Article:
- Authorities have identified Ian David Long, a Marine combat veteran, as the shooter who opened fire in a crowded bar in Thousand Oaks, California, on Wednesday, killing 12 people and himself.
- Neighbours and law-enforcement officials told reporters that Long might have had post-traumatic stress disorder, though there is no evidence of a medical diagnosis or whether he had sought treatment.
- Long’s high-school track coach, Dominique Colell, told CBS Los Angeles on Thursday that he sexually assaulted her when he was a student.
- In the interview, Colell was adamant that she didn’t think the shooting was related to PTSD.
Neighbours and law-enforcement officials have told local reporters that the Marine combat veteran who authorities say opened fire in a crowded bar in Thousand Oaks, California, on Wednesday may have had post-traumatic stress disorder from his war service.
On Thursday, his high-school track coach alleged that he assaulted her when he was a student, and she suggested he was violent well before enlisting.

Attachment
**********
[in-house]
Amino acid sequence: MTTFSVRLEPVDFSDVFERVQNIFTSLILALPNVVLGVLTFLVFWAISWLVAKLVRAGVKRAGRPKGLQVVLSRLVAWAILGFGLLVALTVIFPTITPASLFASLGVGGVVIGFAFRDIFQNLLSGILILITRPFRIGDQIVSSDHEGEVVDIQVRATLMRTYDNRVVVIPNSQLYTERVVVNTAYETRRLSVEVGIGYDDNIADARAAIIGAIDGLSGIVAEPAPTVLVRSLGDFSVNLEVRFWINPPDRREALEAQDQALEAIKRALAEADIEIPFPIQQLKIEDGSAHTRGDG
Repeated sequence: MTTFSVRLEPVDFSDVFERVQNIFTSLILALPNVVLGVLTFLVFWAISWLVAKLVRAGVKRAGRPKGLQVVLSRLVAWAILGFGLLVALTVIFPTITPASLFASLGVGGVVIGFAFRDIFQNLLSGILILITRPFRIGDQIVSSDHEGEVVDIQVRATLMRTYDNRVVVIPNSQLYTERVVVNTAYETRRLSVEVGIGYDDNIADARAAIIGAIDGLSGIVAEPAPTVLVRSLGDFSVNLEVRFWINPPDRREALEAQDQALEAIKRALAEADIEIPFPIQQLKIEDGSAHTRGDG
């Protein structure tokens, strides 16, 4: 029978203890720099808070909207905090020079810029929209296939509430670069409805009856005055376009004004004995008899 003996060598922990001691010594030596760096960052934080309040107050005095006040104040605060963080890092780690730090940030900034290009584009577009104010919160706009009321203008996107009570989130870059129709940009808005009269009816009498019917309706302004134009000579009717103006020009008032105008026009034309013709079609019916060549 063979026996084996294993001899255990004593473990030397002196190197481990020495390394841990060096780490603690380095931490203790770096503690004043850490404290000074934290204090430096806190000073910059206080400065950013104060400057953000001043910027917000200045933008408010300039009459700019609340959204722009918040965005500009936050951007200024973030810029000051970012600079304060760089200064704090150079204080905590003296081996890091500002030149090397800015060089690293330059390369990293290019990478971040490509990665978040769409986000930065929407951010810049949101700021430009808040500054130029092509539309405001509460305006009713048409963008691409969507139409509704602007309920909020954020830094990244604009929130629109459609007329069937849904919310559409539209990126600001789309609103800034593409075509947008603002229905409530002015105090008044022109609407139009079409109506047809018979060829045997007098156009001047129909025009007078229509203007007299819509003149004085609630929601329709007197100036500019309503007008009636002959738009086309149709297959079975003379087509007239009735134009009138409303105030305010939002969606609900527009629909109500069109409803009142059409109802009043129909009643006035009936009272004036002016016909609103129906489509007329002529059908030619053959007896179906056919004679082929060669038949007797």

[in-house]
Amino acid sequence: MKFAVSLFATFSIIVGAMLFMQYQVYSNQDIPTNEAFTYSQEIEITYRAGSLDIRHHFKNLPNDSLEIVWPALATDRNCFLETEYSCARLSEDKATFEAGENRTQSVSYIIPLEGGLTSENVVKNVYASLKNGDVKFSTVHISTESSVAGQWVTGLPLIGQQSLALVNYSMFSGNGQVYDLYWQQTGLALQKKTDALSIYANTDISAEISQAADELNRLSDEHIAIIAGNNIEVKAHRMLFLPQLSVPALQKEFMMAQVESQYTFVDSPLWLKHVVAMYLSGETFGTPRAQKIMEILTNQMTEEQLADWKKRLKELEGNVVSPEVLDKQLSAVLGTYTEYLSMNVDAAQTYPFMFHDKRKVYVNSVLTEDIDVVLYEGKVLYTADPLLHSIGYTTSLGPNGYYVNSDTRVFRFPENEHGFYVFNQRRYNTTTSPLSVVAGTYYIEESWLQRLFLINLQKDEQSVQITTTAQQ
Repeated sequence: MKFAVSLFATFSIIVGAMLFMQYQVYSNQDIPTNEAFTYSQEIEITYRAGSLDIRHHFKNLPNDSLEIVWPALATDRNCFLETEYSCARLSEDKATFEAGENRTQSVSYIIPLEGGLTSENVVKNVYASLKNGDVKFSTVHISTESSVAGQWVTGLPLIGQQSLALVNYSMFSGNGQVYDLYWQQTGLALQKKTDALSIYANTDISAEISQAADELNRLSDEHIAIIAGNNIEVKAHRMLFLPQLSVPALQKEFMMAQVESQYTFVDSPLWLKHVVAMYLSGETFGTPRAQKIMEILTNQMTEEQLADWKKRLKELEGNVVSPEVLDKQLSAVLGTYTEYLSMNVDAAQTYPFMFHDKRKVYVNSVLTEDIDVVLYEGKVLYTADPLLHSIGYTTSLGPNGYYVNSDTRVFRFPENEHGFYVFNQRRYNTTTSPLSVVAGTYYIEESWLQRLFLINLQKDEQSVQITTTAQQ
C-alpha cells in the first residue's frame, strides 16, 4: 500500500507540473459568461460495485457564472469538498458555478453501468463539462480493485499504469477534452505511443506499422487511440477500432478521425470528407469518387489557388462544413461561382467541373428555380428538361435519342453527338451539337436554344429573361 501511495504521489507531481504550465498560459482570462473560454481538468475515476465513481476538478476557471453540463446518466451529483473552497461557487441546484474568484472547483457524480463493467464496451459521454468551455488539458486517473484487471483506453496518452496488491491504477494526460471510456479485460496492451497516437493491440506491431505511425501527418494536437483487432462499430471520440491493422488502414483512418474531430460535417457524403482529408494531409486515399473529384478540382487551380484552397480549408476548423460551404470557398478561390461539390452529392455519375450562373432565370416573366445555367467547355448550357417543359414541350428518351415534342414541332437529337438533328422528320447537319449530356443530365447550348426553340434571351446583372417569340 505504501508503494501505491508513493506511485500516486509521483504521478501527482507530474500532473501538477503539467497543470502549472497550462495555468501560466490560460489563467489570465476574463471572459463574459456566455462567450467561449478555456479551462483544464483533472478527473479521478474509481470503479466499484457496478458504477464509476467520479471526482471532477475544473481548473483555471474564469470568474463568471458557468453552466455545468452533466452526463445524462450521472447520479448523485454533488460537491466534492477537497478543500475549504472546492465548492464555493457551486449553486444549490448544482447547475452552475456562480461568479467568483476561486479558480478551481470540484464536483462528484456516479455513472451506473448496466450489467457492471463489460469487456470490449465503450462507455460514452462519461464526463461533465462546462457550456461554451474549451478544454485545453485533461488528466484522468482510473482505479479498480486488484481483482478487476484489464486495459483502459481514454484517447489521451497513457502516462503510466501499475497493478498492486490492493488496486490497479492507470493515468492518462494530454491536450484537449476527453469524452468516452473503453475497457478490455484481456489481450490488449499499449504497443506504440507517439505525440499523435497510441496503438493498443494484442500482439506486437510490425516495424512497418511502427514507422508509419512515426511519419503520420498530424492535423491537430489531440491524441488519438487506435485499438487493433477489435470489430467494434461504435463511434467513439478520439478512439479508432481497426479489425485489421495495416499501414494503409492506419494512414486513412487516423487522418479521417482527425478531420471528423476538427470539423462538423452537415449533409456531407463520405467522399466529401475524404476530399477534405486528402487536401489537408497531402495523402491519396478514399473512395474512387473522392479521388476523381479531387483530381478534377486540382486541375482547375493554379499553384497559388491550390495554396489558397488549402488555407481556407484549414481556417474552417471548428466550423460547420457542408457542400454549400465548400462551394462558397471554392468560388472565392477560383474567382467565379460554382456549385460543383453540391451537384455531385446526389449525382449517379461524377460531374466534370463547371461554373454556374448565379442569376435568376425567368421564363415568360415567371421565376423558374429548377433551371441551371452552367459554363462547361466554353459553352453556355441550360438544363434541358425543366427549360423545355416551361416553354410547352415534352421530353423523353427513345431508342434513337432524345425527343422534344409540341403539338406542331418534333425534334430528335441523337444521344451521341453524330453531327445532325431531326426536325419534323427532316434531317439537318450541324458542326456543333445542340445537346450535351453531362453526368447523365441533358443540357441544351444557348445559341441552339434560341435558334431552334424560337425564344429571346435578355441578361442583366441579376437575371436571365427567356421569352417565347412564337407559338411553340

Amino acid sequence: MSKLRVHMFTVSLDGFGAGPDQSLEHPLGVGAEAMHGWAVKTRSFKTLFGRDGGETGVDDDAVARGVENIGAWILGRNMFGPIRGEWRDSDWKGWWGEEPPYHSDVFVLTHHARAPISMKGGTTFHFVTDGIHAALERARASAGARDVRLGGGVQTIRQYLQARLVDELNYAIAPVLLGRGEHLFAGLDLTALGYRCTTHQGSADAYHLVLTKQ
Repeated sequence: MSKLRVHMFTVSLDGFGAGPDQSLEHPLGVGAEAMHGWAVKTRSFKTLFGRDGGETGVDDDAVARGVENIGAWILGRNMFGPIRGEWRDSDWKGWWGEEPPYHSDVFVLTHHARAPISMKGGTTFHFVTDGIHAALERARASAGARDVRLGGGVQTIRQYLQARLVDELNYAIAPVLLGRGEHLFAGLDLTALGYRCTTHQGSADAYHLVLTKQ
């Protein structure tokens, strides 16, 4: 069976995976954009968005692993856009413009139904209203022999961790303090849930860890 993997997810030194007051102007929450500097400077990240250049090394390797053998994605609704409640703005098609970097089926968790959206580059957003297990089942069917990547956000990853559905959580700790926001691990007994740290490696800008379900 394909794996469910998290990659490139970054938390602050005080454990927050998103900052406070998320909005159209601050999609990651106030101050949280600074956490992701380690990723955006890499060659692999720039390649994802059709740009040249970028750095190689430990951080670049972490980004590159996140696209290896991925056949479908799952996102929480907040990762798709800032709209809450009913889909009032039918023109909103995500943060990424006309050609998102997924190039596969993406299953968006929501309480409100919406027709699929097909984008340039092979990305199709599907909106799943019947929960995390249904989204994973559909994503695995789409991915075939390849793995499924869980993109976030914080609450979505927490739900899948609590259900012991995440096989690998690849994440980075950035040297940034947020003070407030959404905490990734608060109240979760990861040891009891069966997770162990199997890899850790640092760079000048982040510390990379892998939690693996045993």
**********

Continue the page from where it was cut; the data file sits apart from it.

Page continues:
Authorities say that Ian David Long, 28, an Afghanistan War veteran, killed 12 people at the Borderline Bar & Grill in Thousand Oaks late Wednesday before dying of an apparent self-inflicted gunshot wound.
The Los Angeles Times reported that Ventura County Sheriff Geoff Dean mentioned previous encounters with Long, including an incident at his home in nearby Newbury Park earlier this year in which he appeared emotionally disturbed, and initial reports cited neighbours who described Long as having PTSD, though there is no evidence of a medical diagnosis or whether he had sought treatment.
Dominique Colell, Long’s high-school track coach, told CBS Los Angeles on Thursday that she thought it was unlikely that the shooting was related to Long’s combat experience.
In the interview, Colell also said that Long sexually assaulted her when she was his coach a decade earlier but that she was pressured not to report it by her colleagues.
Colell recalled that she had found a mobile phone that Long said was his, but she didn’t want to give it to him without checking first. Then he assaulted her, she said.
“He just started grabbing me,” she said in the interview. “He groped my butt. He groped my stomach.”
Colell also said that at the time, her fellow coaches felt that an assault allegation would hurt Long future in the Marine Corps. But she told the outlet she wished she had reported it then.
Colell said Long was troubled long before his combat experience, and she was adamant that she didn’t think the shooting was related to PTSD.
“There are hundreds of thousands of people with PTSD,” she said. “They don’t go around shooting people.”
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